It’s after those three months are up that Mint’s low rates come with a catch. If you go month-to-month with service, your rate increases to $35 a month. If you want that $20 rate to stay, you’ve got to sign up for a year of service. You can also sign up for six months for a slightly less generous discount, and there are 3GB, 12GB options and unlimited data options at Mint, too
Committing to a year of service giving up some of the flexibility of prepaid service in exchange for a low monthly cell phone bill, but that’s a tradeoff some people will be happy to make — especially since Mint’s prepaid rate is lower than similar buy-in-advance pricing from AT&T. Mint’s new $30 unlimited plan is also cheaper than the $40 Visible charges for a single line of data, but Visible doesn’t require you to commit to a year’s worth of service as Mint does for its lower rate.
Cricket Wireless seems like a good proposition if you’re looking for a low-cost phone provider, as it uses the far-reaching network of its parent company, AT&T. But the only plan worth considering at Cricket is the company’s most expensive one — a $60 unlimited data plan. (You can get a $5 monthly discount by signing up for autopay.)
What makes the $60 unlimited plan so appealing is that it’s Cricket’s only plan where you reap the full benefits of AT&T’s network. There’s no speed cap on this plan, and you get 15GB of LTE hotspot data included. This unlimited plan now includes 5G coverage using AT&T’s nationwide network, provided you’ve got a compatible phone. (Right now, the only 5G device available through Cricket is the Galaxy S20 Plus.)
Cricket’s tiered data plans — 2GB for $30 a month and 10GB for $40 — cap speeds at 8 Mbps, while Cricket’s cheapest unlimited option puts a 3 Mbps cap on download speeds. Go big with Cricket’s unlimited plan, or go elsewhere for your cellular service.
After a reshuffling of options, the best prepaid phone plan at Straight Talk is the carrier’s unlimited data plan. It costs $55 a month, but autopay enrollment saves you $5 on your monthly bill. That’s the only Straight Talk plan with hotspot data — you get 10GB, though customers who opt for an AT&T sim card with Straight Talk aren’t eligible for hotspot data.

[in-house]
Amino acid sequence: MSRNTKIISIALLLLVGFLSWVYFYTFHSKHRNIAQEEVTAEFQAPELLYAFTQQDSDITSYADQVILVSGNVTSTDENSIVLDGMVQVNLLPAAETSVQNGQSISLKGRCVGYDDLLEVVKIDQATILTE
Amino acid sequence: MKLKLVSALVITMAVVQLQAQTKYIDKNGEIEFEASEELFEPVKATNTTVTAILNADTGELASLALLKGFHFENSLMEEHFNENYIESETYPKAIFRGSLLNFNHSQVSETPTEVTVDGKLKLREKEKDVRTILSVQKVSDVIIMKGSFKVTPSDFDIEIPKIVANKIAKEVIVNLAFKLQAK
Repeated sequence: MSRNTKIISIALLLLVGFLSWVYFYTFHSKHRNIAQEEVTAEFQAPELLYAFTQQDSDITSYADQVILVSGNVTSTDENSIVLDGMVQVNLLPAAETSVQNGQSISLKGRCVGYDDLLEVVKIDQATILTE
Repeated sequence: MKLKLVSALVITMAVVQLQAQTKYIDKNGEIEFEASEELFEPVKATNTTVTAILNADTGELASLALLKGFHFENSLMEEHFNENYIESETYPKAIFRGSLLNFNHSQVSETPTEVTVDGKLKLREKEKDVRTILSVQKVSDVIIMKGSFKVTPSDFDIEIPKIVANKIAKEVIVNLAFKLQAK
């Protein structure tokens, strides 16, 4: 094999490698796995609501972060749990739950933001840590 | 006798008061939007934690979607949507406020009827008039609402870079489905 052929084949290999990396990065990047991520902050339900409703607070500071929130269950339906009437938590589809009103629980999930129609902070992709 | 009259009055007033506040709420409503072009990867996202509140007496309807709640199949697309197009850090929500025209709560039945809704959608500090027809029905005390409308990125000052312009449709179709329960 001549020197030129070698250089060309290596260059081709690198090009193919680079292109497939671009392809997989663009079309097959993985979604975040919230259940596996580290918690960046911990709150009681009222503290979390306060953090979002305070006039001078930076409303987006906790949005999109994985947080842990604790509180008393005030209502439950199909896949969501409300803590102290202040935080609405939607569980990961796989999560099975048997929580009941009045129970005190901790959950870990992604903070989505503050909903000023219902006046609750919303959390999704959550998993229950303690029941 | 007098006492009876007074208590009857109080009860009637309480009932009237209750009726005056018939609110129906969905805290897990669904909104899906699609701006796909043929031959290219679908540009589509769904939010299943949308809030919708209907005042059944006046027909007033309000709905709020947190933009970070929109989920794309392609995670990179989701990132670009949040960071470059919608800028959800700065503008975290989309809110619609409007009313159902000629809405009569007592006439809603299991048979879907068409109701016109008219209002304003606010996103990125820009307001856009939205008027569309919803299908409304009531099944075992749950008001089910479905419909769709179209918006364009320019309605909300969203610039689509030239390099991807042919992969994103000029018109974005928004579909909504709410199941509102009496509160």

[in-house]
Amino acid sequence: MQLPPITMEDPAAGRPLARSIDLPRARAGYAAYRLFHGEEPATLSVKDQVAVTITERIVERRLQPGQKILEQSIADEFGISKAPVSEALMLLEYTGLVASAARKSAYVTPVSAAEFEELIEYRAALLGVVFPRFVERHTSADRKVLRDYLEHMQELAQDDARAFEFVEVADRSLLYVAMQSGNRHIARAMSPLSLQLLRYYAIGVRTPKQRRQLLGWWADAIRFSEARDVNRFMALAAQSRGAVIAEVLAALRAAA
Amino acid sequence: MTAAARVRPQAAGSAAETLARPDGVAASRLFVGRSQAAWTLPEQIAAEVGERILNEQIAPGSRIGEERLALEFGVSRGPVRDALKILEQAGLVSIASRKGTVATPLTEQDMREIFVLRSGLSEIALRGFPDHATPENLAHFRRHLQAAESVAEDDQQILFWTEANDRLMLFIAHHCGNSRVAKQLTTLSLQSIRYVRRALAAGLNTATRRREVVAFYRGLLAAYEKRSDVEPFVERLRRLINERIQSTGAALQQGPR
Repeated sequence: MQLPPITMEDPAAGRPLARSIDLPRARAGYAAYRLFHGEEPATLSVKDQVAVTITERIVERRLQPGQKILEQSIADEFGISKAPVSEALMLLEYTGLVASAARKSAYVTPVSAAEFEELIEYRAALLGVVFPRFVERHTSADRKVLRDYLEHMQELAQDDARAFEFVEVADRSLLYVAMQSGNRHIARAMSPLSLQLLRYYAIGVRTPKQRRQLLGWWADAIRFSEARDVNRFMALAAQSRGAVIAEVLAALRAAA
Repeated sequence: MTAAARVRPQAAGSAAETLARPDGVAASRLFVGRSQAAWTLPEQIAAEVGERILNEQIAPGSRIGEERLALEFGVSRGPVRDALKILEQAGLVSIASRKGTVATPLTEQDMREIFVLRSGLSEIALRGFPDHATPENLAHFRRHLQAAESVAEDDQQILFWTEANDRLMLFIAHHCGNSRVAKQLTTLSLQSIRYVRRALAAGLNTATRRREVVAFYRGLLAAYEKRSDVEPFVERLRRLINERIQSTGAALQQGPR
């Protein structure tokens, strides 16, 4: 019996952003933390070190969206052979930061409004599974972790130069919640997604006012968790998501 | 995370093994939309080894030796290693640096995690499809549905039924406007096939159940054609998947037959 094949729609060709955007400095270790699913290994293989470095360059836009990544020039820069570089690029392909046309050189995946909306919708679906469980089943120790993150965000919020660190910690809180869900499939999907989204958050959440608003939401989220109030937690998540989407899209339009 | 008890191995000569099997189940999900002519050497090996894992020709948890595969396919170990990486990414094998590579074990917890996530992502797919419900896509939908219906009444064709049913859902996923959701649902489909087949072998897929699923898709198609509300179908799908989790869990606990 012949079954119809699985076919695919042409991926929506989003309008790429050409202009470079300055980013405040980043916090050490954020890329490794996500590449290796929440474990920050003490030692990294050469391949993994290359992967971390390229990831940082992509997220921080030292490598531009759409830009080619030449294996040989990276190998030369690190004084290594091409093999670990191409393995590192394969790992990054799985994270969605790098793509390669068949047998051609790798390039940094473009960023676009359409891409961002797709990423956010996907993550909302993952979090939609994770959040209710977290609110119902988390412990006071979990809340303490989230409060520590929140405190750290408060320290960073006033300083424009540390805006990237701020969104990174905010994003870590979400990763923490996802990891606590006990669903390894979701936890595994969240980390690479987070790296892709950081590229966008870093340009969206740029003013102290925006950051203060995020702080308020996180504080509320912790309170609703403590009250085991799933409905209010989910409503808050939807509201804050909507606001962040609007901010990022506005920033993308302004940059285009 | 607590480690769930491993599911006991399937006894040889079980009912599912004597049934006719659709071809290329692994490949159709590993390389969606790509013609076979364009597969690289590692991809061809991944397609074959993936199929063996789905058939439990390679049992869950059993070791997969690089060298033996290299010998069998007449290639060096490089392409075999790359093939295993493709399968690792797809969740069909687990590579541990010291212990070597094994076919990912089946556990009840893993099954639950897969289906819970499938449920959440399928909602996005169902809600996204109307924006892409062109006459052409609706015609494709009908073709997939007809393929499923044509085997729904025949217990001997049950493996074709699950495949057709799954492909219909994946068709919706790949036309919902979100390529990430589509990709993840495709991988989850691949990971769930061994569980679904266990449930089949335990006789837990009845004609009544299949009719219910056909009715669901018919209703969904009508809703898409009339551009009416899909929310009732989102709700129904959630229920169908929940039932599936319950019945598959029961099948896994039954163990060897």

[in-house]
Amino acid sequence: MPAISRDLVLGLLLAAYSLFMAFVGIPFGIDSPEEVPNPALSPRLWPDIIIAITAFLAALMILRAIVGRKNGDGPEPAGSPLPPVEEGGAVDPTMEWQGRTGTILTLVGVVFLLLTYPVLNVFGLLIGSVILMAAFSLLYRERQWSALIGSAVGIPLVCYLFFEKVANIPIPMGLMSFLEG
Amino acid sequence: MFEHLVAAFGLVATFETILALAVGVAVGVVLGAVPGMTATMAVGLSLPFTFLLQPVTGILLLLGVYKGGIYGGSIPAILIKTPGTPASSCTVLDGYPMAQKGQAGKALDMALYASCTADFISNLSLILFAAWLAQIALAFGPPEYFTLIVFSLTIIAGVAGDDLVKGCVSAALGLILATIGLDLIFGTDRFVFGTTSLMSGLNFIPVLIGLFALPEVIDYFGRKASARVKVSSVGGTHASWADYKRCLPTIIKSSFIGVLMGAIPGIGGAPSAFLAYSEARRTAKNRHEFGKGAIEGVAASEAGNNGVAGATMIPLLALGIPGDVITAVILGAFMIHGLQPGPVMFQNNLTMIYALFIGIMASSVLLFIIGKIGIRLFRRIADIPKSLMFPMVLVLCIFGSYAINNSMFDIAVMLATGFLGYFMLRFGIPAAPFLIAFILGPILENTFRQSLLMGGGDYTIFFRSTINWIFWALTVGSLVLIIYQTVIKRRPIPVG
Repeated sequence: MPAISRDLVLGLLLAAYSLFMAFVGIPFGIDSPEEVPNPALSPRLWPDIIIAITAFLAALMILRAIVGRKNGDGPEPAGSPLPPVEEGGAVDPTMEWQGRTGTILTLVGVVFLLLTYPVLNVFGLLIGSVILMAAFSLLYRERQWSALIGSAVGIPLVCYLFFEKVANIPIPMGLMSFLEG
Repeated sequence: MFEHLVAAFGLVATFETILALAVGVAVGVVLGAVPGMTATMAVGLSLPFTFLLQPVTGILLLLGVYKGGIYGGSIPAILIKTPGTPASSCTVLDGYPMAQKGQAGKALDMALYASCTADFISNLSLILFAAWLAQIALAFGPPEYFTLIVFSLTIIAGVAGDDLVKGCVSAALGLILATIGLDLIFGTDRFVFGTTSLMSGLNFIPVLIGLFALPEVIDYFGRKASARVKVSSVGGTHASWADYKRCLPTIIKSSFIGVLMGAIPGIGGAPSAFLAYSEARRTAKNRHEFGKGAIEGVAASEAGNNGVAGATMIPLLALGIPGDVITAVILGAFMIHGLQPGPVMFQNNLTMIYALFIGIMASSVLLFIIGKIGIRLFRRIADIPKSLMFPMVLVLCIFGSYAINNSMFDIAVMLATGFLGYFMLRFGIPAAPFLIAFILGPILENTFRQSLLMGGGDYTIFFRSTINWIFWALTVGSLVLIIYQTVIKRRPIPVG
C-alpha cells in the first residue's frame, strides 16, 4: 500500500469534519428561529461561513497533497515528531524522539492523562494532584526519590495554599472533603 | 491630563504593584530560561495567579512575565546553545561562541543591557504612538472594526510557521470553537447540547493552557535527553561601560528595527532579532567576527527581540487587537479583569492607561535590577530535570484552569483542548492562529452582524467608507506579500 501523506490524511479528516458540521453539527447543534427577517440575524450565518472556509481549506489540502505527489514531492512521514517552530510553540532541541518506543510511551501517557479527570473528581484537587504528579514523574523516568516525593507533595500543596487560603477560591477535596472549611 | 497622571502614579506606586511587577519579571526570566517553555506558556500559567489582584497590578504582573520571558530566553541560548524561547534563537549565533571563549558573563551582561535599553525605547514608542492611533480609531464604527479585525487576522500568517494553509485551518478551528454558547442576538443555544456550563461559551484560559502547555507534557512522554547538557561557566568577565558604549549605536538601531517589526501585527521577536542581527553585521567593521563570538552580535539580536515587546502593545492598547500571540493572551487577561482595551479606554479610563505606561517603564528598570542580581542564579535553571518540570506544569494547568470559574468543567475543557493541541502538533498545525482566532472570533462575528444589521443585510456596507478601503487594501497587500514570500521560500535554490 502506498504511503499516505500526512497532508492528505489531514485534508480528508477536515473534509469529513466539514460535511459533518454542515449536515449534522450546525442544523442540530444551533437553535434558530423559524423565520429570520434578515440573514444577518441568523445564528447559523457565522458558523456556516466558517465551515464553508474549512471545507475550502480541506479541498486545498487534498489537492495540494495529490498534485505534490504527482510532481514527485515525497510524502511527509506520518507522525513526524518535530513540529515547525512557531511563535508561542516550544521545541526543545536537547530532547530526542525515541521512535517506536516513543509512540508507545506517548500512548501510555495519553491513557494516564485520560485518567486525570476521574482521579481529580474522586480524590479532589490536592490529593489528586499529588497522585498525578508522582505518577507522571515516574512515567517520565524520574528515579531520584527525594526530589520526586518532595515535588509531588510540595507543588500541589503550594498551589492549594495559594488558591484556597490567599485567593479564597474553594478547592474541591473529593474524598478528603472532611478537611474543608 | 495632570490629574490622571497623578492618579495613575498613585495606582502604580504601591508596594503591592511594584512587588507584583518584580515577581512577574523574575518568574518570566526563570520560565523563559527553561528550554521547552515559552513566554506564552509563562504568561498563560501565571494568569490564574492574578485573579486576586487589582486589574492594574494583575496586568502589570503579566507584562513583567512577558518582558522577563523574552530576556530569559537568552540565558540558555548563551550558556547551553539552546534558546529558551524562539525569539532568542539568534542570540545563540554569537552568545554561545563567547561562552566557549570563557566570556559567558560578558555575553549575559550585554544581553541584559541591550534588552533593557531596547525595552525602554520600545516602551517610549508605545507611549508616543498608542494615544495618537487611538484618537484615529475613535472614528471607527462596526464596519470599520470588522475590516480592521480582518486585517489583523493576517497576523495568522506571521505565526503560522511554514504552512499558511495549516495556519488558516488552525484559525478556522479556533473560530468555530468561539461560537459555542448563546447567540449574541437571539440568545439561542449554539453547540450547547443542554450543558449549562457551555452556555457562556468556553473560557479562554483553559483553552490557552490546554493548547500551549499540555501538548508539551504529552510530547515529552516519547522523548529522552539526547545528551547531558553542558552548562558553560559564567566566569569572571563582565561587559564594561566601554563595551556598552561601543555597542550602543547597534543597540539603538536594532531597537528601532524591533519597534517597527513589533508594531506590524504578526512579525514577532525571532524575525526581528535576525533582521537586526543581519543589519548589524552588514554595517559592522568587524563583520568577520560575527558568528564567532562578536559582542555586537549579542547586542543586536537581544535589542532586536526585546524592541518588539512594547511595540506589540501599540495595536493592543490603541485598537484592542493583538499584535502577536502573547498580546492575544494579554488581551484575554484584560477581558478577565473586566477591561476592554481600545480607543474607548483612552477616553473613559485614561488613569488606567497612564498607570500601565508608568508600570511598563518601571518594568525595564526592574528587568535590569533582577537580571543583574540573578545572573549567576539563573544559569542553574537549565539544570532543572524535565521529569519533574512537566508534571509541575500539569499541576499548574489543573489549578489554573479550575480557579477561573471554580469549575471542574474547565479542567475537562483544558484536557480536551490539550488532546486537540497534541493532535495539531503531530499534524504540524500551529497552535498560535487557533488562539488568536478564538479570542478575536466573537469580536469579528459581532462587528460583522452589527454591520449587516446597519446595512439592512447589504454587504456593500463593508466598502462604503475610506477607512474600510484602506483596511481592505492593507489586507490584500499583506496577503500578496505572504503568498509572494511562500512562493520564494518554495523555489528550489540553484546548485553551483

Straight Talk’s other data plans are less compelling. The cheapest option costs $35 a month and gives you 5GB of data a month. Another plan offers 25GB of data, with a $45 monthly rate.
Straight Talk gets its wireless coverage from all Big Four carriers, so you can opt to get a SIM card that uses the towers of the carrier with best coverage in your area.
How to pick the best prepaid phone plans
When shopping for a prepaid phone plan, price is paramount. That’s because prepaid plans don’t often come with the kind of benefits postpaid cell phone phone plans offer. That said, some carriers — such as Metro By T-Mobile and Boost — do work in a few perks, so be aware of those when picking your plans.
You’ll also want to pay attention to discounts and special offers. Often, larger carriers like AT&T and Verizon will increase the size of their autopay discount, which can make a pricier plan more attractive. Metro by T-Mobile has been known to increase the size of the discount for when you add multiple lines of data.
Besides price one of the most important things to consider is what carrier offers the best coverage around your home and workplace. That’s true even if you look beyond the Big Four carriers for service. Other wireless services — known as mobile virtual network operators, or MVNOs — use the cellular networks of AT&T, Sprint, T-Mobile or Verizon for their coverage. (Some MVNOs turn to multiple carriers.) So if Verizon’s network is particularly strong where you are, for example, MVNOs that use Verizon’s network for coverage will perform well, too. Just be aware that MVNOs can see their traffic slowed if a carrier’s network gets too crowded.